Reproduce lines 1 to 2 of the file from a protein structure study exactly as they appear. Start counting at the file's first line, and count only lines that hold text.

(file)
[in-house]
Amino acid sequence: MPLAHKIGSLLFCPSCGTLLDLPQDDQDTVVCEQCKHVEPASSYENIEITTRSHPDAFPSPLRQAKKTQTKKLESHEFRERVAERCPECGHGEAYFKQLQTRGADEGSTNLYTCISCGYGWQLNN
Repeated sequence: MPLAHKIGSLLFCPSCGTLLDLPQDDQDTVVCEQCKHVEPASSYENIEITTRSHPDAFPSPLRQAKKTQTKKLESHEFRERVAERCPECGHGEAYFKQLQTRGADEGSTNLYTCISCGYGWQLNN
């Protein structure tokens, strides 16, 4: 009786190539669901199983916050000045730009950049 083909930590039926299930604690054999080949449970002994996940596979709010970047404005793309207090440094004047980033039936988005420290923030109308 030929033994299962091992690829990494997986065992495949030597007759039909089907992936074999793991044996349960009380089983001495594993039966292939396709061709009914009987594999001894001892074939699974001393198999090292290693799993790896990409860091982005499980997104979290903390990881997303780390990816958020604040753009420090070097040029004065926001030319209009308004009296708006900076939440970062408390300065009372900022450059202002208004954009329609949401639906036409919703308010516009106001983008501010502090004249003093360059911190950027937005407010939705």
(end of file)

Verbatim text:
[in-house]
Amino acid sequence: MPLAHKIGSLLFCPSCGTLLDLPQDDQDTVVCEQCKHVEPASSYENIEITTRSHPDAFPSPLRQAKKTQTKKLESHEFRERVAERCPECGHGEAYFKQLQTRGADEGSTNLYTCISCGYGWQLNN